To win the presidency, you have to win a primary, and to win a primary, you have to carry New Hampshire, powerful all out of proportion to its size or population.
Reporting from the front lines of “a small but essential island of virtue and discernment adrift in the vast sea of contemptibility that consumes our public life every four years,” producer and documentary director Conroy (co-author: Sarah from Alaska: The Sudden Rise and Brutal Education of a New Conservative Superstar, 2009) ponders how New Hampshire could have so much sway over the nation’s presidential politics. He doesn’t provide much in the way of a firm answer, but he does allow that New Hampshire is small, ethnically and culturally undiverse, and used to participatory government, meaning that candidates who brave its borders find themselves having to talk to real people, mostly older and mostly white, about real issues. Instead, Conroy delivers vignette moments along the trail. It’s easy from his account to see, for instance, why New York–born Bernie Sanders fits in so well in the politics of New England; his impatience with small talk and delay (“God help you if he was ready to go and you weren’t”) is perfectly in tune with the brisk pace of getting it done that New Hampshirites embrace. Conroy can sting nicely, as when he writes, “Rand Paul proved to be neither the most interesting man in politics nor the most interesting man in his own family,” and he gets in a few digs on points that have since become clichés (“Trump shot back, extending his tiny hands as far to his sides as they would stretch”). The narrative never goes deep, but it runs broad, covering the last campaign while drawing on a couple of its predecessors and not letting anyone come out unscathed.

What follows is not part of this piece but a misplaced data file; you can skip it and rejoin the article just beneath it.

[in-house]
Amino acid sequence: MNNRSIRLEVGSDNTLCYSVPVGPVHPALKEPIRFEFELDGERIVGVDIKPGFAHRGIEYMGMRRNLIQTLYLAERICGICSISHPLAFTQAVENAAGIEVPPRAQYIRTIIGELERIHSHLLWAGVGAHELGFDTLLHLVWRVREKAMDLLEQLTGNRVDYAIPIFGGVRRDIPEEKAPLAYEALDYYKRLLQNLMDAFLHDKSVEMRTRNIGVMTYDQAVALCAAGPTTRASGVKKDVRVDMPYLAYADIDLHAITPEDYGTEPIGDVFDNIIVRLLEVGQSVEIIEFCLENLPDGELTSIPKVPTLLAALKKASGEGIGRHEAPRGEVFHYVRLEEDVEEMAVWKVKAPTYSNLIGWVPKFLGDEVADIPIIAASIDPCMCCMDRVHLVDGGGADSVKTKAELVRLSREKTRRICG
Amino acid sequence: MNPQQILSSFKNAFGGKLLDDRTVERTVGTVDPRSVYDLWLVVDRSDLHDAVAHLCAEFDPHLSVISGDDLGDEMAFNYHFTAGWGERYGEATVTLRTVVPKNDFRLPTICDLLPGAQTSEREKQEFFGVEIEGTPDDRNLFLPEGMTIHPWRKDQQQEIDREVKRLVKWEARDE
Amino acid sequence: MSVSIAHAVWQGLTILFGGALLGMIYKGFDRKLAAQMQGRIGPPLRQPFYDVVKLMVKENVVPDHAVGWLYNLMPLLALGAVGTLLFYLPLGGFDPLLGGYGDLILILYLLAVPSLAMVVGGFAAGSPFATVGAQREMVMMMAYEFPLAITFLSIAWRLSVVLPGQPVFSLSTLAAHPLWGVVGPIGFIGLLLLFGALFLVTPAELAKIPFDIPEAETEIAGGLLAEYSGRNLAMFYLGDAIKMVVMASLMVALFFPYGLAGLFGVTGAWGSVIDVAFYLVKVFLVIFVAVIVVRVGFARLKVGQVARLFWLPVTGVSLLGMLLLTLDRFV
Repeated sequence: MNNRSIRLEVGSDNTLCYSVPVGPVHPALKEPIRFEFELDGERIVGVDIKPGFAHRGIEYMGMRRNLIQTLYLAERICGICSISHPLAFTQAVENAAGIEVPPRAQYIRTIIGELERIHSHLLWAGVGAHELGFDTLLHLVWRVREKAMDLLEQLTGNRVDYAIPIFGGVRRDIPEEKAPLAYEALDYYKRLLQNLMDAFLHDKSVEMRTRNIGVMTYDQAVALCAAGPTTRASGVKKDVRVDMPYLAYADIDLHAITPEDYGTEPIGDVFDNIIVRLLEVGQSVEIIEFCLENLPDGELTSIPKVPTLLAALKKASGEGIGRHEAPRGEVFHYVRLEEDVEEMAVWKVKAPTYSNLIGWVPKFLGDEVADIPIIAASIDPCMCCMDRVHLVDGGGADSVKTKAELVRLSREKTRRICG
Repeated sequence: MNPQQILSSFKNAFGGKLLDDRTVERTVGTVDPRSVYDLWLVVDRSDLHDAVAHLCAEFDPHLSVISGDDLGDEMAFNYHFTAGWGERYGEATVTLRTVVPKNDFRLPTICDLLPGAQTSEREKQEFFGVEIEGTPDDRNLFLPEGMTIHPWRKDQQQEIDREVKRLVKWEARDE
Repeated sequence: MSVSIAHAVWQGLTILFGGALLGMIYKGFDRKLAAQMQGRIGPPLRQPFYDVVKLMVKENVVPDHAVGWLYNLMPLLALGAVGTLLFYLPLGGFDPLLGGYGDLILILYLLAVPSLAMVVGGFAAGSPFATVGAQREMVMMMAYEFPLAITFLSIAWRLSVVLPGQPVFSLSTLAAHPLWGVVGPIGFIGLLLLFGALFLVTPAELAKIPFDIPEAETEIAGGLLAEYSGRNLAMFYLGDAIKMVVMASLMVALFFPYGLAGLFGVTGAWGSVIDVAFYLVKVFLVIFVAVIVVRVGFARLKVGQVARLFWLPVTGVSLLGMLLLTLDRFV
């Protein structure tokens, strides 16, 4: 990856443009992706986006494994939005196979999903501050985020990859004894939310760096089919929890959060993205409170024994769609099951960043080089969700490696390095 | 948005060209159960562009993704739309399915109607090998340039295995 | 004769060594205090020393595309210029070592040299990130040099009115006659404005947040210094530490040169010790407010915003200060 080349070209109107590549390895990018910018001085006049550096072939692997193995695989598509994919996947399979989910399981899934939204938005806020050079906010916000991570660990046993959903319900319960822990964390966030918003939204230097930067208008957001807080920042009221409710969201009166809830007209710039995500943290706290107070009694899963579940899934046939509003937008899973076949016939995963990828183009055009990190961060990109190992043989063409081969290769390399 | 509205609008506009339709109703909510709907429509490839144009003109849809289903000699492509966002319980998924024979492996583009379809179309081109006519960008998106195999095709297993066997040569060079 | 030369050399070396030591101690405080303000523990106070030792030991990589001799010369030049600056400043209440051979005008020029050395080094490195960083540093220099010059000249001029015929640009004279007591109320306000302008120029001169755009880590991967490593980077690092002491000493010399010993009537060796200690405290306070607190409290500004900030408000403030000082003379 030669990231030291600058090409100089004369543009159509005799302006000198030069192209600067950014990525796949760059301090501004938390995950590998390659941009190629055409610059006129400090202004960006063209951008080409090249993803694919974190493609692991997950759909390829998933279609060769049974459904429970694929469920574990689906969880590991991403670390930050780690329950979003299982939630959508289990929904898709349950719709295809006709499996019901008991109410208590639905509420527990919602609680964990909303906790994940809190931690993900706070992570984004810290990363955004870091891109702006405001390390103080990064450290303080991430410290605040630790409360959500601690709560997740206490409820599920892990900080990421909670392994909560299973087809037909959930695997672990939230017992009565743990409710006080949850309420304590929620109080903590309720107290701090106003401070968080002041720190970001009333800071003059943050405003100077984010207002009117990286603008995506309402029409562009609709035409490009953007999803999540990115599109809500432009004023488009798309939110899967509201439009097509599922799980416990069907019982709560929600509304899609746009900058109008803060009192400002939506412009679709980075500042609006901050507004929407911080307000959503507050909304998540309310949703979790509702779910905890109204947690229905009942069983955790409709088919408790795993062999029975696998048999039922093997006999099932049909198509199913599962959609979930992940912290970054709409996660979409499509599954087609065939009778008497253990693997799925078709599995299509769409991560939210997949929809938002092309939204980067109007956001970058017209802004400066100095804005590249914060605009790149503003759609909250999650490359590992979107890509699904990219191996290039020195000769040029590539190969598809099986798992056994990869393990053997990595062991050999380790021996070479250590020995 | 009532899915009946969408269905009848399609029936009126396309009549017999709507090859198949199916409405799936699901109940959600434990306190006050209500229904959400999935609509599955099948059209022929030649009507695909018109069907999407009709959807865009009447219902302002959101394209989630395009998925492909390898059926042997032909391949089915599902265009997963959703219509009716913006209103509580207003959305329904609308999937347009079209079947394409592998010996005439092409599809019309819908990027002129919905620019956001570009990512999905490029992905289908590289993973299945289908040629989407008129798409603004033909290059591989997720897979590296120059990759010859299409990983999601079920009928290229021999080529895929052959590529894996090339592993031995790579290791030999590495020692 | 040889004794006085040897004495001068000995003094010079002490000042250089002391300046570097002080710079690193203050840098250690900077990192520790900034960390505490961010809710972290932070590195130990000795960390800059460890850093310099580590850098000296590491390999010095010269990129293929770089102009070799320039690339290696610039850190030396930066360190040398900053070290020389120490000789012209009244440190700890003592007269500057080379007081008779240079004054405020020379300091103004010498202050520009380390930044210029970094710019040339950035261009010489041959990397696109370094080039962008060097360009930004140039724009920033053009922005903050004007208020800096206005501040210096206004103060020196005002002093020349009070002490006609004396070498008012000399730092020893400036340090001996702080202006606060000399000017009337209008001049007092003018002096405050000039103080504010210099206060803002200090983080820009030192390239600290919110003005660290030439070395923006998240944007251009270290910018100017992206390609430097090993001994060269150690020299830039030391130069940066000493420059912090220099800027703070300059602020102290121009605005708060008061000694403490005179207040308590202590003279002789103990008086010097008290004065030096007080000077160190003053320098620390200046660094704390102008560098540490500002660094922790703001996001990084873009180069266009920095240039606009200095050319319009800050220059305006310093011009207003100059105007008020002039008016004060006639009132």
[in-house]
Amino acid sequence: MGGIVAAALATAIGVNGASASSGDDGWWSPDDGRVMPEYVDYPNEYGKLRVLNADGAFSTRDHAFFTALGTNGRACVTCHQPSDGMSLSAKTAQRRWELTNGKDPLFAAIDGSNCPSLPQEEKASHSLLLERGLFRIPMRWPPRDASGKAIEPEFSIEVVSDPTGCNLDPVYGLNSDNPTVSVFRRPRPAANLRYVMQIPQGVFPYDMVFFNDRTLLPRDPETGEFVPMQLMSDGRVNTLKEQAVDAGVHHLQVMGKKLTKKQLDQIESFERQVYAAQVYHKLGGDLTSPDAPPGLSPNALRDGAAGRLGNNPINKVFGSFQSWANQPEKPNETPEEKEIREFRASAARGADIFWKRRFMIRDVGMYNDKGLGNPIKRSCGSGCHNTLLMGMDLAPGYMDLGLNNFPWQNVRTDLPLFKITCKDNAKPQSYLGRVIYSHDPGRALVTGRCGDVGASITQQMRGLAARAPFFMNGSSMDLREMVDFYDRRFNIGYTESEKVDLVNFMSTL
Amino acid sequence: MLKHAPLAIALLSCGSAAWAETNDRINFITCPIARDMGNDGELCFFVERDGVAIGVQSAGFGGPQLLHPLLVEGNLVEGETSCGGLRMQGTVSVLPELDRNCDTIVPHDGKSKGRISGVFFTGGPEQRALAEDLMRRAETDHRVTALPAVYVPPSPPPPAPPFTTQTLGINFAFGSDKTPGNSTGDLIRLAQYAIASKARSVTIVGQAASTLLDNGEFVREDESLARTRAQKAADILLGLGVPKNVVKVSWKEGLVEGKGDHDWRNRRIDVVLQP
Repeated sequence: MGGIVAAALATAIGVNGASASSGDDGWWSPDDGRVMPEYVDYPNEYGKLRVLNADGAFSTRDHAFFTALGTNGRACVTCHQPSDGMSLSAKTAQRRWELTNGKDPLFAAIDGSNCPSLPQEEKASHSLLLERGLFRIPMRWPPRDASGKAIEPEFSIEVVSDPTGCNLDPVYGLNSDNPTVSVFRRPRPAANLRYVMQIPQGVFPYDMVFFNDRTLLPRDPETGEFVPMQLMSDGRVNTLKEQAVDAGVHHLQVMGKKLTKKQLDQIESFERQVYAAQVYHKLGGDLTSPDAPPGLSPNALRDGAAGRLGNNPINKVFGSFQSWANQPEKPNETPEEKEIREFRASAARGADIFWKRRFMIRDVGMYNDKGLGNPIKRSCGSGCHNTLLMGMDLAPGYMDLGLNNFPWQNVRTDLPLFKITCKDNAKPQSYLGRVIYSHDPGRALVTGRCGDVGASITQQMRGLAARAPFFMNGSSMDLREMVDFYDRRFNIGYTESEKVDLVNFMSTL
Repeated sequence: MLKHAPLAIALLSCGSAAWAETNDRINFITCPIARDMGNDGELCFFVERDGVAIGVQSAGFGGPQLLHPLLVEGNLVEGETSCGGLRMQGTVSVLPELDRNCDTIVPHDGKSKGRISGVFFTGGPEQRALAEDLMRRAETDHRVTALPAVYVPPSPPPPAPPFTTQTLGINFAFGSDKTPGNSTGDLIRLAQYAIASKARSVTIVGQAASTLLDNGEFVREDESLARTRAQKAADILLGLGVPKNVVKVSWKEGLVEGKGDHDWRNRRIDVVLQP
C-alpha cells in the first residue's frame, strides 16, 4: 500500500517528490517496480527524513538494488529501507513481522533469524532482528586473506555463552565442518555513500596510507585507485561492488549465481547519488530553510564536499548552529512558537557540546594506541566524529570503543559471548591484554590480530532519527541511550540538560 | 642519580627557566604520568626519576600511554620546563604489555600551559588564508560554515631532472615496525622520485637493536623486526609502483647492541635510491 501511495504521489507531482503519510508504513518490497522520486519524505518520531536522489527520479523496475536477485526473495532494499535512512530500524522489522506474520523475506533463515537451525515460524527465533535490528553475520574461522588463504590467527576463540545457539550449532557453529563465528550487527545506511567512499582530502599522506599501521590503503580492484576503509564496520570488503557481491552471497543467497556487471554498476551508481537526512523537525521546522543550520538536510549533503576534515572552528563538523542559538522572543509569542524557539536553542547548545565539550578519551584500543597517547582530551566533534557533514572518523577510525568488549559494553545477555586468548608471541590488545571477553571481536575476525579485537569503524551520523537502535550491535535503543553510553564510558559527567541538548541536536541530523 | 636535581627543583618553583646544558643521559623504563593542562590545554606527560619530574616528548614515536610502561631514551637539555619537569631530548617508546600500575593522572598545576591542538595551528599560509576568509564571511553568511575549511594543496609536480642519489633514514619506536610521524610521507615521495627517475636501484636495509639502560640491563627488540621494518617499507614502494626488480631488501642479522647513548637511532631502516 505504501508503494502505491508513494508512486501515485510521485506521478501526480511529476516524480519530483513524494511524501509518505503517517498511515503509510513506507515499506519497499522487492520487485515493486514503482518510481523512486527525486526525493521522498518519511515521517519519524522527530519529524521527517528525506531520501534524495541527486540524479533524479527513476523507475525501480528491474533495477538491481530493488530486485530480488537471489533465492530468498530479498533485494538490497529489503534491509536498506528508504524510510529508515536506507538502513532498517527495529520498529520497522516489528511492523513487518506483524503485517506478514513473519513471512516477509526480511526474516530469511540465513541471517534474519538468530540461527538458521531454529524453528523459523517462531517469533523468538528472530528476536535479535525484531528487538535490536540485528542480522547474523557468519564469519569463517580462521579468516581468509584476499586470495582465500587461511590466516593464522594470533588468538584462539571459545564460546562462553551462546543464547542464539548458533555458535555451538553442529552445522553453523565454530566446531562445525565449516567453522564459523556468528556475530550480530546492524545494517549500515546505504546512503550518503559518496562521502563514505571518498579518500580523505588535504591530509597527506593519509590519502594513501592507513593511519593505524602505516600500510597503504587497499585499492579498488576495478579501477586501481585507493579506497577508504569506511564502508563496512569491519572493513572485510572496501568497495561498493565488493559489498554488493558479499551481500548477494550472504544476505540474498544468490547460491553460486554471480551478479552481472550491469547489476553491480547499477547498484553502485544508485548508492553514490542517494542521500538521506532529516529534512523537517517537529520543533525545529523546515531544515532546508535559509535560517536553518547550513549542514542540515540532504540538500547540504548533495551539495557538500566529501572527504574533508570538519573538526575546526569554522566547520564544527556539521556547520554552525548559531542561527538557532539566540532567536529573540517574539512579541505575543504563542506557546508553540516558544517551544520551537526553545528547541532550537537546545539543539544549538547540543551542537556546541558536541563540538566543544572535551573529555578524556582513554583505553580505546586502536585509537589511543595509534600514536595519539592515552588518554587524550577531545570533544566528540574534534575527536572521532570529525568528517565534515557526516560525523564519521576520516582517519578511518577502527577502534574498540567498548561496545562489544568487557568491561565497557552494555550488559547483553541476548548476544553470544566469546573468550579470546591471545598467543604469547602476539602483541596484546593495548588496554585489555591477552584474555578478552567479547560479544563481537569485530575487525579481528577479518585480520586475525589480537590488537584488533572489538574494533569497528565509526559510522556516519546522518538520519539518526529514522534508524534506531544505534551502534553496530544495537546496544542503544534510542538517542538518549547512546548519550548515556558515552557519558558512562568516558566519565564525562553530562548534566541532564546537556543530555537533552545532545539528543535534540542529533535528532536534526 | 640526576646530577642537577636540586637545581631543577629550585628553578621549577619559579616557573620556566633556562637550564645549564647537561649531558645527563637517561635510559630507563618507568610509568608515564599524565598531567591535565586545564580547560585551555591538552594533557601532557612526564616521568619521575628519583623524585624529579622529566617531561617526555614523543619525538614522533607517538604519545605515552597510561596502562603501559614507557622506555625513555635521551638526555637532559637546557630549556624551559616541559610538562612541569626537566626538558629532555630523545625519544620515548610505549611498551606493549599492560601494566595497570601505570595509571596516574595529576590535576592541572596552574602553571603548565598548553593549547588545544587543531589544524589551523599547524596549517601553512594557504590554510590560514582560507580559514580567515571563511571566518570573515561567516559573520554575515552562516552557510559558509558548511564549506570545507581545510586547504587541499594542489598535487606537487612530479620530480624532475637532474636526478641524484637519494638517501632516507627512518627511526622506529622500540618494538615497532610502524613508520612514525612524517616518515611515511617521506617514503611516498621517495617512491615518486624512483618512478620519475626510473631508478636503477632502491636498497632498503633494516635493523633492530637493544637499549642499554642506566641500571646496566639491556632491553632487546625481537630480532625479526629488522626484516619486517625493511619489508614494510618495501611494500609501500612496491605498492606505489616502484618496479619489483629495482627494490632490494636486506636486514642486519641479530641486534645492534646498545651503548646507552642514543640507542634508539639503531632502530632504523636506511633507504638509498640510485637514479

It’s not Fear and Loathing or even The Boys on the Bus, but Conroy turns in a quirky, well-observed account of how electoral politics works.